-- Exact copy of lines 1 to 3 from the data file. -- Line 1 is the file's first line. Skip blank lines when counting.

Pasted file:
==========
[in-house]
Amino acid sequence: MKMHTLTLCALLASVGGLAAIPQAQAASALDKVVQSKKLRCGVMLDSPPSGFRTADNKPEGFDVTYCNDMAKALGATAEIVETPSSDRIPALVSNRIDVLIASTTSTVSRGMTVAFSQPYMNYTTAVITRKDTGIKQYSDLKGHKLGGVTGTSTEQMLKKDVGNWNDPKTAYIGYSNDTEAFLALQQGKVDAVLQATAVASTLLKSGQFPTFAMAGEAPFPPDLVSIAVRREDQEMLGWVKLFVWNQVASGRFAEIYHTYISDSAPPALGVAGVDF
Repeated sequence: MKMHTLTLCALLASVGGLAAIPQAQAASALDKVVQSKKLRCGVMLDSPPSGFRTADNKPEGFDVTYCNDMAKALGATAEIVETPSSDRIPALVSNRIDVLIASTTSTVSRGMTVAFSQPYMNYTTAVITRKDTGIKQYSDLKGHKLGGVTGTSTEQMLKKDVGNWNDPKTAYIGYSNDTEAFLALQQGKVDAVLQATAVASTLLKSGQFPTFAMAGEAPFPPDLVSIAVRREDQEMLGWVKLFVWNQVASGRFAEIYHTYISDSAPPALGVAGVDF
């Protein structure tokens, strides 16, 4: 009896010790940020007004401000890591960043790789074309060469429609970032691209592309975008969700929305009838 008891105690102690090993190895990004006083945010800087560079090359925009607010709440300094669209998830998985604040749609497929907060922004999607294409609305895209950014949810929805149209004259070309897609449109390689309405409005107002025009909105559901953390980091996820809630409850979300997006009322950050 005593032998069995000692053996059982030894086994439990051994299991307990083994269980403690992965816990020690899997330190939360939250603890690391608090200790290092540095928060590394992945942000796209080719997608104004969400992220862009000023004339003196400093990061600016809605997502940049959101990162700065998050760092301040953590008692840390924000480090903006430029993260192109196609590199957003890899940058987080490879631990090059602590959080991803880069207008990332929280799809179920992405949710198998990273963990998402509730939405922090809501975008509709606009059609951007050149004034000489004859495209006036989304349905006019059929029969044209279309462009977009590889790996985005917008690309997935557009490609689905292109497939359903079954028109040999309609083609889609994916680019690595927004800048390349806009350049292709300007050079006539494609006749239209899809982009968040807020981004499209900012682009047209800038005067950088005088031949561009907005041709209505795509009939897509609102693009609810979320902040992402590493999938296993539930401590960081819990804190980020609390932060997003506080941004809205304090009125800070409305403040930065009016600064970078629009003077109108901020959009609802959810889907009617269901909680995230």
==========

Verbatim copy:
[in-house]
Amino acid sequence: MKMHTLTLCALLASVGGLAAIPQAQAASALDKVVQSKKLRCGVMLDSPPSGFRTADNKPEGFDVTYCNDMAKALGATAEIVETPSSDRIPALVSNRIDVLIASTTSTVSRGMTVAFSQPYMNYTTAVITRKDTGIKQYSDLKGHKLGGVTGTSTEQMLKKDVGNWNDPKTAYIGYSNDTEAFLALQQGKVDAVLQATAVASTLLKSGQFPTFAMAGEAPFPPDLVSIAVRREDQEMLGWVKLFVWNQVASGRFAEIYHTYISDSAPPALGVAGVDF
Repeated sequence: MKMHTLTLCALLASVGGLAAIPQAQAASALDKVVQSKKLRCGVMLDSPPSGFRTADNKPEGFDVTYCNDMAKALGATAEIVETPSSDRIPALVSNRIDVLIASTTSTVSRGMTVAFSQPYMNYTTAVITRKDTGIKQYSDLKGHKLGGVTGTSTEQMLKKDVGNWNDPKTAYIGYSNDTEAFLALQQGKVDAVLQATAVASTLLKSGQFPTFAMAGEAPFPPDLVSIAVRREDQEMLGWVKLFVWNQVASGRFAEIYHTYISDSAPPALGVAGVDF